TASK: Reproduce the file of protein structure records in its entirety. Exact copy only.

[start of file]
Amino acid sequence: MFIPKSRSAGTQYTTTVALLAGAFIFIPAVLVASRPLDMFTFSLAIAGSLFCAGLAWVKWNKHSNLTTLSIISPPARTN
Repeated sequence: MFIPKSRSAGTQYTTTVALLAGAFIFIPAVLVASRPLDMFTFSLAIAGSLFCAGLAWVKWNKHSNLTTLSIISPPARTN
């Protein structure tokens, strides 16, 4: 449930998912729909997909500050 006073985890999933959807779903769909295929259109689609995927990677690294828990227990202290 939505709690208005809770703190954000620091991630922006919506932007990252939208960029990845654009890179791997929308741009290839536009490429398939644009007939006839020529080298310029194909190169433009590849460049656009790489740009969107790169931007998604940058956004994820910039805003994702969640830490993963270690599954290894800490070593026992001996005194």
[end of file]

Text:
Amino acid sequence: MFIPKSRSAGTQYTTTVALLAGAFIFIPAVLVASRPLDMFTFSLAIAGSLFCAGLAWVKWNKHSNLTTLSIISPPARTN
Repeated sequence: MFIPKSRSAGTQYTTTVALLAGAFIFIPAVLVASRPLDMFTFSLAIAGSLFCAGLAWVKWNKHSNLTTLSIISPPARTN
């Protein structure tokens, strides 16, 4: 449930998912729909997909500050 006073985890999933959807779903769909295929259109689609995927990677690294828990227990202290 939505709690208005809770703190954000620091991630922006919506932007990252939208960029990845654009890179791997929308741009290839536009490429398939644009007939006839020529080298310029194909190169433009590849460049656009790489740009969107790169931007998604940058956004994820910039805003994702969640830490993963270690599954290894800490070593026992001996005194």